What does the term “fast fashion” mean? Much like fast food, it is clothing that is made quickly and cheaply. Fast fashion is designed to follow trends and be replaced frequently. After too many washes, these cheap clothes can literally fall apart, leaving them to be sent to a landfill rather than donated or resold. According to the Environmental Protection Agency, over 13 million tons of clothes are sent to landfills each year in the United States alone, where they take over 200 years to degrade, releasing chemicals and dye into the Earth. In order to keep prices low, fast fashion companies produce their clothes in sweatshops, often utilizing child labor, where workers have long hours and many earn less than $3 a day.
Many companies have recognized the environmental impact of fast fashion and are working on ways to reduce their footprint through recycling programs. For example, H&M allows customers to bring back unwanted garments to be recycled into textile fibers for new products. These programs have both advantages and disadvantages, claims Zhai Yun Tan, an author for NPR. On one hand, fashion brands become more conscious of the quality and the biodegradability of the materials their clothing is made from. On the other hand, it may promote consumerism. For example, many retailers offer store credit when customers bring back their unwanted clothes, which only encourages them to patronize these fast fashion establishments.
The International Labour Organization estimates that there are over 170 million children are engaged in child labor, the majority of whom work in the textile and garment industry. Fast fashion companies seek the cheapest labor available, which they find in children in countries like India and Bangladesh. Child labor is especially prevalent in this industry because textile manufacturing requires low-skilled labor, and many jobs are performed more easily by children than adults. Although child labor is illegal nearly everywhere in the world, it still occurs due to the complexity of the fashion supply chain. There are many stages of production involved, and big companies and consumers may never find out that their clothes are the fruits of child labor. Even if brands have strict guidelines regarding their suppliers, the system is so complex that labor may be subcontracted to other factories without their knowledge. This is not an issue that can be easily mended. Child labor is so deeply ingrained in these countries that the only way to truly eliminate it is to eliminate the thing that allows it to persist: poverty.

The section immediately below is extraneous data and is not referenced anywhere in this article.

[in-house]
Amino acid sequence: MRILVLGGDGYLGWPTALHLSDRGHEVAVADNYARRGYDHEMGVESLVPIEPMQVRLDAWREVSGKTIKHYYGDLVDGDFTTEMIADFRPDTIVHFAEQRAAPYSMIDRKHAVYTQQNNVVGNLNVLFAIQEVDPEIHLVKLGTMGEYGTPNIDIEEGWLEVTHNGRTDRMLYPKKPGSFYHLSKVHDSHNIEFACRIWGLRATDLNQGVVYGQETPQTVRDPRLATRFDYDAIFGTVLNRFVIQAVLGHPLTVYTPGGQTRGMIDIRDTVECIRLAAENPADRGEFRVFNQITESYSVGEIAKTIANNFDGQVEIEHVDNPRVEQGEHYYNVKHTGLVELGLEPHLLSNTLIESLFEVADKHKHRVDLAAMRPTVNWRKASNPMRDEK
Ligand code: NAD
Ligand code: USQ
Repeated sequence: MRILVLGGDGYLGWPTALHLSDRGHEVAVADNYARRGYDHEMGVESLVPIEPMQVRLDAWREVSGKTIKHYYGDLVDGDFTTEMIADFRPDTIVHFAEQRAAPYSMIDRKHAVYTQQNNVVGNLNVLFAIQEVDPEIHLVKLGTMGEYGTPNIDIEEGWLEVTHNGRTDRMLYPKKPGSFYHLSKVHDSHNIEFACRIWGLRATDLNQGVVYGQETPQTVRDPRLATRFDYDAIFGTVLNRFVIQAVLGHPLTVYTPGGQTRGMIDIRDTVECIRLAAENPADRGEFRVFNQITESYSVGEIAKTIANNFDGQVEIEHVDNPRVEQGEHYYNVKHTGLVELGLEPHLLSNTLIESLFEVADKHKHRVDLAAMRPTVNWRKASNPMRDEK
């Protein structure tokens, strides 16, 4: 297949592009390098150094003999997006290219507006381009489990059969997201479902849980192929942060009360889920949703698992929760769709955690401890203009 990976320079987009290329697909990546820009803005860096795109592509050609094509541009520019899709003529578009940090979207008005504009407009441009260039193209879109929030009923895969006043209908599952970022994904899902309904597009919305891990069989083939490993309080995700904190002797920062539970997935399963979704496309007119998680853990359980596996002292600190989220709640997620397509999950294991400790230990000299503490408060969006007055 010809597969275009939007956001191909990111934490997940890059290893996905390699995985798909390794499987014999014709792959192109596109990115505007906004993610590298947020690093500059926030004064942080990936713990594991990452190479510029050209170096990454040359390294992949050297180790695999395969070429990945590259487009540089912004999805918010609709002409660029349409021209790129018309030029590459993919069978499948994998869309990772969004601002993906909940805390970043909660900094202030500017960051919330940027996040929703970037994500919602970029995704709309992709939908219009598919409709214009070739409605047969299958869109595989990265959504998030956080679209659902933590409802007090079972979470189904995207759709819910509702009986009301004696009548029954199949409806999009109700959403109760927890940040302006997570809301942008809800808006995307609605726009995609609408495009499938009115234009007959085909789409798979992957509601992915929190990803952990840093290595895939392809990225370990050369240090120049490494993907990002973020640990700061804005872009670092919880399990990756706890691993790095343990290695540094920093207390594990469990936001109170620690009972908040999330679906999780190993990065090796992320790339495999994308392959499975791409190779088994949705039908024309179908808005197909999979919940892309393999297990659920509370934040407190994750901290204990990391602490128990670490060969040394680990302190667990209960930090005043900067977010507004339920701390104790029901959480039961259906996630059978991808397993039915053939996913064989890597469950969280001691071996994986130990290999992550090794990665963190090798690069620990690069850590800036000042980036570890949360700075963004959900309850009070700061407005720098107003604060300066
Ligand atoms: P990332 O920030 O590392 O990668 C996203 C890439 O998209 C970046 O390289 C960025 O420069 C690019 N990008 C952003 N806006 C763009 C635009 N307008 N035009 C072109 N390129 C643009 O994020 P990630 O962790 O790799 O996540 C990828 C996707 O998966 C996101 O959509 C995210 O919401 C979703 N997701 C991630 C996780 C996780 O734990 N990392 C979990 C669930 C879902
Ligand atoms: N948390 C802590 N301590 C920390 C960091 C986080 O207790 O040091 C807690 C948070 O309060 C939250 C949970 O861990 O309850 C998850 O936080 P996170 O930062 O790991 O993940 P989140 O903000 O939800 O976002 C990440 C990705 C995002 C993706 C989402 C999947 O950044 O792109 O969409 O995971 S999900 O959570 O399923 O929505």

So what exactly can we as consumers do to make a difference? It has been shown that investing in fewer, higher-quality articles of clothing is actually less expensive in the long run than buying cheap clothes. Other ways to reduce textile waste include shopping at thrift, consignment, and vintage stores. Buying from brands accredited by the Fair Wear Foundation, the Fairtrade Label Organisation, the Global Organic Textile Standard, and the Ethical Trading Initiative ensures that your clothes were not produced through child labor. Every effort to reduce your individual footprint can help make an impact.